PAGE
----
86 - The Foundation, Honoring Sisters

Long before the Chi Omega Foundation existed, collegiate dues funded the entirety of Chi Omega. As needs change and the desire for more comprehensive programming and support increases, it remains a driving mission for the Chi Omega Foundation to further support the growing and evolving membership of the Fraternity.

What now consists of a highly functioning organization that supports year-round programming, dozens of scholarships, and initiatives for Chi Omega collegians and alumnae once consisted as just one single scholarship.

How the Foundation Began

In 1982 the Chi Omega Foundation was established, and it was through this Foundation that Chi Omega was able to combine the various memorial scholarships the Fraternity had been granting over the previous decade.

Among those scholarships was the Mary Love Collins Memorial Scholarship established after she joined the Omega chapter in 1972 for Sisters, friends, and family to contribute to in support of future scholarship recipients.

Then, in 1977 the Chi Omega Educational Foundation was formed with the work of Margy Lyon, Winnie Bowker, and Diane Del Pizzo. A couple years later the Elizabeth Orman Fund was started after her death and in 1982 was merged with the Mary Love Collins Memorial Scholarship Fund to create what we now know today as the Chi Omega Foundation.

Teter Hyde became the first president of the Chi Omega Foundation, and her philanthropic spirit was a driving force in the establishment of the Foundation. She understood that not every chapter had a strong alumnae base to support them like she and other advisors at Kappa Beta had built. There was a need for chapters in all pockets of the country to have access to resources, regardless of the alumnae support that may or may not exist in their area. By establishing the Foundation, resources were able to be allocated to chapters that needed training, support, or supplies.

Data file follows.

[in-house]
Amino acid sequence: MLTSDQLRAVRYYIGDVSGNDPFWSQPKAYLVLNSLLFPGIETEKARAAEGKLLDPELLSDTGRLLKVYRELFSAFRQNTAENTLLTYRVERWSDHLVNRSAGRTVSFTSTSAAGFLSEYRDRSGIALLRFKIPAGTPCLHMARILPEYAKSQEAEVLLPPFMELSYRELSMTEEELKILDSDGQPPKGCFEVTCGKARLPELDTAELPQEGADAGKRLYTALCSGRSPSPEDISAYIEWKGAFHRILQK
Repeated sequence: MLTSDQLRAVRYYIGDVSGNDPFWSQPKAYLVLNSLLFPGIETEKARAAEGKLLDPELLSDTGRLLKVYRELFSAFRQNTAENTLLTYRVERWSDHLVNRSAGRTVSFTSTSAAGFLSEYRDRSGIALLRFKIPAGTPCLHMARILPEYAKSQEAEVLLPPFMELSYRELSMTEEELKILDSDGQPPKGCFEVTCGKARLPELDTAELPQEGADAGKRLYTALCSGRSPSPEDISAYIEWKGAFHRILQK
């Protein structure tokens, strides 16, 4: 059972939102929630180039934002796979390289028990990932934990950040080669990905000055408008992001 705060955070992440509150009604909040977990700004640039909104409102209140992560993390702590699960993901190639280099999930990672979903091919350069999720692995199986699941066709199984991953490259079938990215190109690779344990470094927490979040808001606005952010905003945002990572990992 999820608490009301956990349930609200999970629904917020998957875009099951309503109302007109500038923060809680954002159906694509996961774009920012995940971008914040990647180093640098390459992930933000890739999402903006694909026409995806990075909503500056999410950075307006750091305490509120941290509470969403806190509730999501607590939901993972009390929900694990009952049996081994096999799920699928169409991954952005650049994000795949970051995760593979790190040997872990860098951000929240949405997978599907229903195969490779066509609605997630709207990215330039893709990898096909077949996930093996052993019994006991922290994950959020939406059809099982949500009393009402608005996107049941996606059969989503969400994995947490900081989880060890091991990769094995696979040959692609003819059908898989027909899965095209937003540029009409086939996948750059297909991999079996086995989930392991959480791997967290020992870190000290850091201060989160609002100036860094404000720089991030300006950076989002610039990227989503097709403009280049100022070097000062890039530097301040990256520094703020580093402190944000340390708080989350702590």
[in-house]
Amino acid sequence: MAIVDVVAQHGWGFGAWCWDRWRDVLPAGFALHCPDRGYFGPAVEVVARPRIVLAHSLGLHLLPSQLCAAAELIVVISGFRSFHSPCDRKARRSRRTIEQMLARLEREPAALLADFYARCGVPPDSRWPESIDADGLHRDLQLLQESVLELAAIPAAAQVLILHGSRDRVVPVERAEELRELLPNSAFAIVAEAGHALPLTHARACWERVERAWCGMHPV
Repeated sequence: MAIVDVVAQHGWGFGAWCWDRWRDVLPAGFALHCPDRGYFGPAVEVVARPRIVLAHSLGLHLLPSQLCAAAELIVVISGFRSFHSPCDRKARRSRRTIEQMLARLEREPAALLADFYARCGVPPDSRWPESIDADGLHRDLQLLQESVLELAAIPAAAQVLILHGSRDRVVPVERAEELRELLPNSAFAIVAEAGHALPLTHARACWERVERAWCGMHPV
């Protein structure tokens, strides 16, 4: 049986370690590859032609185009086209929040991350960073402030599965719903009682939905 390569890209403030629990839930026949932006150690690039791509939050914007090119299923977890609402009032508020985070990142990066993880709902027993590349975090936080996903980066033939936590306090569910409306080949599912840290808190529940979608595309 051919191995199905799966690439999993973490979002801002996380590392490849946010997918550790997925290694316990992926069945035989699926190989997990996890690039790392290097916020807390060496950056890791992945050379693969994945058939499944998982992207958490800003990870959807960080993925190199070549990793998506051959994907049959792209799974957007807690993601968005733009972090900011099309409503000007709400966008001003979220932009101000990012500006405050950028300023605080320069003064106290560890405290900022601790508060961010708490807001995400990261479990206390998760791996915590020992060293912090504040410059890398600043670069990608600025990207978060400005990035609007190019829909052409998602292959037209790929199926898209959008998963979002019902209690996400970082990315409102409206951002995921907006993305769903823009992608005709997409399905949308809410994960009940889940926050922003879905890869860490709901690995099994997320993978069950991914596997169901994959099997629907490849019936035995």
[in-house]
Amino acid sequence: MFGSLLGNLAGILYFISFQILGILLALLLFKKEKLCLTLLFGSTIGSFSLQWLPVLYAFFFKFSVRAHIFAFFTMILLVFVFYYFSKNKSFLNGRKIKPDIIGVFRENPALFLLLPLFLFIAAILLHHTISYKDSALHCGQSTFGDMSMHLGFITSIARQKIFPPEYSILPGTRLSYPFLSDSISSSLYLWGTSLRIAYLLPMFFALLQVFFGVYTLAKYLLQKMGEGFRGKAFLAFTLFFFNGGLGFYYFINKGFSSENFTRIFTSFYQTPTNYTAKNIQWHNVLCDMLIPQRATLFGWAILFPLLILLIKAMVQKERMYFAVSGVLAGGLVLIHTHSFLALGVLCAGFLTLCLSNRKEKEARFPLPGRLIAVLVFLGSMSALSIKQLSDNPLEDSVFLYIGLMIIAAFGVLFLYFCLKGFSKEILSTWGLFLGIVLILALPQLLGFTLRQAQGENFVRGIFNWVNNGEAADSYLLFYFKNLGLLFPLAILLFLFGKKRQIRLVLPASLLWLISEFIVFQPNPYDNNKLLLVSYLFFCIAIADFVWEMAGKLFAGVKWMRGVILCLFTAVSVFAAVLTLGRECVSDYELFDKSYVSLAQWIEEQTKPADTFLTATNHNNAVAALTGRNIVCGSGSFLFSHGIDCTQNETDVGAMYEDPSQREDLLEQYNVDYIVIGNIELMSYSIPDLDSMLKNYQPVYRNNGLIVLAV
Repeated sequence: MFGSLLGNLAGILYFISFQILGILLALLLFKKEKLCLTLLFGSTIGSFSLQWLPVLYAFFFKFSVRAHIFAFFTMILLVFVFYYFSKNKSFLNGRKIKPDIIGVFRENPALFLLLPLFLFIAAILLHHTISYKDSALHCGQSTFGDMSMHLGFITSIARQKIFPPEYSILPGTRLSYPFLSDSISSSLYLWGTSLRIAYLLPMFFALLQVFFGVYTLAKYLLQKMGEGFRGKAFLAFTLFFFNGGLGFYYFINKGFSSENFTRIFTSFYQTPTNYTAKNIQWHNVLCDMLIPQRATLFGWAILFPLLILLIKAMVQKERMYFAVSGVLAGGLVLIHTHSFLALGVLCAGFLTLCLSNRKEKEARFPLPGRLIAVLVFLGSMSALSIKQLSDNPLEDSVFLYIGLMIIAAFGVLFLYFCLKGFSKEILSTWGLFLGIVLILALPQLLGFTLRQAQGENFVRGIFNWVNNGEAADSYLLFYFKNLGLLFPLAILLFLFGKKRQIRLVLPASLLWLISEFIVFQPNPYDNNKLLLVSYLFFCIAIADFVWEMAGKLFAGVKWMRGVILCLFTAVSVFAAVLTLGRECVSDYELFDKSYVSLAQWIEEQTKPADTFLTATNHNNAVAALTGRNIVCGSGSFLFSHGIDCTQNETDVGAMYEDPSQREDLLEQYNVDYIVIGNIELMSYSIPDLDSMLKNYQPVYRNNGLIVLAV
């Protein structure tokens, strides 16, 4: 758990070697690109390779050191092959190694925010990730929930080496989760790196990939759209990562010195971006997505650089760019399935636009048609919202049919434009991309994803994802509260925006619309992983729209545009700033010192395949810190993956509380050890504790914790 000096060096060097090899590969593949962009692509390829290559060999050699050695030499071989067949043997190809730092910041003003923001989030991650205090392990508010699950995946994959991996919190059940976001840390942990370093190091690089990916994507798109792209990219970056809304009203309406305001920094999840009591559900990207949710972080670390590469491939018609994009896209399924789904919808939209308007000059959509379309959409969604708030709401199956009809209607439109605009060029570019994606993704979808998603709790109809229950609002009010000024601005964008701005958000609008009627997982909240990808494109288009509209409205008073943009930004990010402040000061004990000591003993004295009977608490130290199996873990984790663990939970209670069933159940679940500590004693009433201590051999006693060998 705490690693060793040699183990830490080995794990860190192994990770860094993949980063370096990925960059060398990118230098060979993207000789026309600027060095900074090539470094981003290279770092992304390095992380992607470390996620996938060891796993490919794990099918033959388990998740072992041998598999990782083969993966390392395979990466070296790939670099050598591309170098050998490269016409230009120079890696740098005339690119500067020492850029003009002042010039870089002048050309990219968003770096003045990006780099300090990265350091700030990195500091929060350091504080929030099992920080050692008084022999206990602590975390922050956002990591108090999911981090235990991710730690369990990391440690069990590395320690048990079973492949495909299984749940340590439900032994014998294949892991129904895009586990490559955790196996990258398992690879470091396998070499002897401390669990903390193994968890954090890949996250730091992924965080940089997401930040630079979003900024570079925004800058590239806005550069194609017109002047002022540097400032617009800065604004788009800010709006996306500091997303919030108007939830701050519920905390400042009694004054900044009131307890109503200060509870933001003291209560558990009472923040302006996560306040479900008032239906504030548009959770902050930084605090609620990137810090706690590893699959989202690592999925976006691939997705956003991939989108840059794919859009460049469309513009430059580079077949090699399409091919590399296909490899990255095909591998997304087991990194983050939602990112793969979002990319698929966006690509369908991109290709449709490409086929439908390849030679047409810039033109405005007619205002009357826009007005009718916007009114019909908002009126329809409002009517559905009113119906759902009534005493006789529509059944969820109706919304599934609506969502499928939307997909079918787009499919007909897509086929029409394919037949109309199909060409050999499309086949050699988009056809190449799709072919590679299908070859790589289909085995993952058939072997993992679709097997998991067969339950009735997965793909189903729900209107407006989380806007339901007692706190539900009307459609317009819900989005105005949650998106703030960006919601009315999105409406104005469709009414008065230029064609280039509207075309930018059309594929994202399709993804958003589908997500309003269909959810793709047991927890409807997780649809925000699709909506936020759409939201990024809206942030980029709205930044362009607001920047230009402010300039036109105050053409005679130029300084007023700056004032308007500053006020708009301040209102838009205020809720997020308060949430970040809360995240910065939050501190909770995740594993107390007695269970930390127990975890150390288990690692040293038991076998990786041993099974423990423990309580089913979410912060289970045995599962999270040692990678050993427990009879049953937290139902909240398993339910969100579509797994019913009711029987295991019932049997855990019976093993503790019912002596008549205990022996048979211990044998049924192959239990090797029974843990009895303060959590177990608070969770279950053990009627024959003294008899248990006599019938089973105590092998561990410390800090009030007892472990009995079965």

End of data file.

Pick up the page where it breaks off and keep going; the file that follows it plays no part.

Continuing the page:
Margaret “Teter” Hyde, photo courtesy of Rhodes College Digital Repertory

Teter had the vision to know the Fraternity needed to actively plan for the future. Coming off the 70s and early 80s there was a major decline in membership in Greek organizations. The establishment of the Foundation was crucial in our efforts to offer continuous support while remaining relevant in a swiftly changing nation and ensuring growth for years to come.

The Role of the Chi Omega Foundation Today

Today, Chi Omega alumnae, collegiate members, and friends of Chi Omega are able to support the Foundation through tax-deductible charitable giving, benefitting Sisters of all ages. Gifts to the Chi Omega Foundation are used to deliver life-changing grants, scholarships, leadership training, risk management programming, member development and education, and to provide resources to support the strategic needs of the Fraternity. The Chi Omega Foundation exists to support the needs of the Fraternity and its members.

Countless Sisters have dedicated their lives to building this avenue of support for the Fraternity including Melanie Shain, Jane Rogers, Shelley Potter, and Letitia Fulkerson to name a few. Contributions to the Foundation provide the margin of excellence to deliver life-changing scholarships, grants, educational and leadership programs, as well as tools and resources to the Fraternity’s membership.

“The Foundation aims to keep Chi Omega in a position to have the freedom and flexibility to respond to what our collegians and alumnae need,” says Sally Kimball, Executive Vice President of the Foundation.

For decades, the strategic plan for the Foundation and Fraternity is what has set Chi Omega apart and allowed for the organization to thrive for years to come. Today’s highly intentional, supported initiatives include: